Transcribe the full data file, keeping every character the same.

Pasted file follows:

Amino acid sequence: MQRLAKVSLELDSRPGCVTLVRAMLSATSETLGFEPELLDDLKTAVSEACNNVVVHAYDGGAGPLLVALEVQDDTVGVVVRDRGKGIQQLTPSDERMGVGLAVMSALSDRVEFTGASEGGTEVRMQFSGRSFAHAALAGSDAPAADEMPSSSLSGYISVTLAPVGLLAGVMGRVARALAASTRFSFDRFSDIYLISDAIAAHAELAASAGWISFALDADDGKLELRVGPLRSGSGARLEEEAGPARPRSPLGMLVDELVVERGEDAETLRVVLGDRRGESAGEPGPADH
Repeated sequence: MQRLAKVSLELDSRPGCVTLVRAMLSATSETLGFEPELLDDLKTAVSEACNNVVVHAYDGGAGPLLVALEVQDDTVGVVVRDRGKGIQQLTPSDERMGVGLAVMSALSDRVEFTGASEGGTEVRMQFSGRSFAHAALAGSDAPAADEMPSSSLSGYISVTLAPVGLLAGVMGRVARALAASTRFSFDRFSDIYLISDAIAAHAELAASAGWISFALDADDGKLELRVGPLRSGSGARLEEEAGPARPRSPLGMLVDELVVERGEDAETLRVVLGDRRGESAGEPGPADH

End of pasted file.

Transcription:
Amino acid sequence: MQRLAKVSLELDSRPGCVTLVRAMLSATSETLGFEPELLDDLKTAVSEACNNVVVHAYDGGAGPLLVALEVQDDTVGVVVRDRGKGIQQLTPSDERMGVGLAVMSALSDRVEFTGASEGGTEVRMQFSGRSFAHAALAGSDAPAADEMPSSSLSGYISVTLAPVGLLAGVMGRVARALAASTRFSFDRFSDIYLISDAIAAHAELAASAGWISFALDADDGKLELRVGPLRSGSGARLEEEAGPARPRSPLGMLVDELVVERGEDAETLRVVLGDRRGESAGEPGPADH
Repeated sequence: MQRLAKVSLELDSRPGCVTLVRAMLSATSETLGFEPELLDDLKTAVSEACNNVVVHAYDGGAGPLLVALEVQDDTVGVVVRDRGKGIQQLTPSDERMGVGLAVMSALSDRVEFTGASEGGTEVRMQFSGRSFAHAALAGSDAPAADEMPSSSLSGYISVTLAPVGLLAGVMGRVARALAASTRFSFDRFSDIYLISDAIAAHAELAASAGWISFALDADDGKLELRVGPLRSGSGARLEEEAGPARPRSPLGMLVDELVVERGEDAETLRVVLGDRRGESAGEPGPADH